Their secret for making a difference: raising money for healthcare professionals, families in need, and struggling workers.
By Reed Alexander | @reedalexander
March 28, 2020
In these socially distant times, opening up our homes to those who are struggling might not be an option. However, we can still open up our hearts (and wallets).
As American healthcare workers grapple with severe shortages of masks, ventilators, and medical supplies, high-profile donors are stepping up. Bethenny Frankel of the “Real Housewives of New York” has rallied supporters to donate one million masks to medical workers. Hillary and Bill Clinton sent 400 pizzas to local area hospitals where they live in Westchester County, New York, to feed medical workers. And Drew Brees, the quarterback for the New Orleans Saints, pledged to donate $5 million to relief efforts in his home state of Louisiana, one of the hardest hit by the outbreak.
Brees announced his generous donation on NBC’s “Today” show on Friday, prompting host Hoda Kotb to say on air: “I think a lot of things are contagious, including generosity.”
Now, a phalanx of young philanthropists has emerged, raising funds online for desperately needed relief aid. On GoFundMe, some campaigns have gained impressive steam. The "A Million Masks" campaign, founded by a group of millennials including Harvard University grad and tech entrepreneur Ben Wei, is aiming to raise half a million dollars to donate N95 medical-grade respirator masks. The fundraiser is three-fourths of the way there, with more than $420,000 raised as of Friday.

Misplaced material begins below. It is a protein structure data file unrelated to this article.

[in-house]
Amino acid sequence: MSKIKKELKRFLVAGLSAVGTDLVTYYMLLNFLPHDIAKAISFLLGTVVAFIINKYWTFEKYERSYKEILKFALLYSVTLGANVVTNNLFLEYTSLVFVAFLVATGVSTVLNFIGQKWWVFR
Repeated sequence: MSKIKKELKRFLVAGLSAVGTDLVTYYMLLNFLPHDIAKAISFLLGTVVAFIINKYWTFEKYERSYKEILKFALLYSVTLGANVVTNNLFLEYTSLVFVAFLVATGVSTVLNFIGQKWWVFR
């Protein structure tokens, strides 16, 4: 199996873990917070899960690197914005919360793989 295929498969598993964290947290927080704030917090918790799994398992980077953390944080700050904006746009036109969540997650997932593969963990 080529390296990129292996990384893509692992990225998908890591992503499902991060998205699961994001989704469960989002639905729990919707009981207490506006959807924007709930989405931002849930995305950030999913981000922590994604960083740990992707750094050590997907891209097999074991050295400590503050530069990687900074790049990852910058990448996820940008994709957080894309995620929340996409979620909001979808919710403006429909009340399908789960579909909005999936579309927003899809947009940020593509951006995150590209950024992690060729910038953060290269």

Other fundraisers have generated more modest donations. Many have struggled to collect the cash they usually would, because small donors’ have largely had to scale back their budgets and reduce making discretionary donations during these challenging economic times. Nevertheless, one in three new fundraisers created on GoFundMe were related to coronavirus relief, the CEO of the platform told CBS News; and, earlier this week, the site told the New York Times that more than $60 million of virus relief aid had been raised.
Allegra Blinken, 26, a real estate professional in New York City, is one in a group of young, charity-minded fundraisers who have rushed into the breach to alleviate some of the economic pain. Last week, she launched a fundraiser to provide critical support for an Italian family in central Italy that has experienced severe financial hardship. Blinken reached her initial $5,000 goal in 24 hours. Feeling inspired, she decided to double it.
"I raised $10,000 in three days," Blinken says, largely drawing on small contributions from others who know the family personally. The family that will receive these funds housed Blinken when she partook in a study-away program for her art history degree as a junior in college. They are teachers who have an 11-year-old daughter; together, they have opened their home to dozens of international students over the past 20 years. "They're so warm and they're so genuine and everything they do is from their heart,” she says. Their home cooking stands out as one of her fondest memories. "It was always delicious,” she recalls.
Meanwhile, small business owners are battling to keep their staff on the payroll.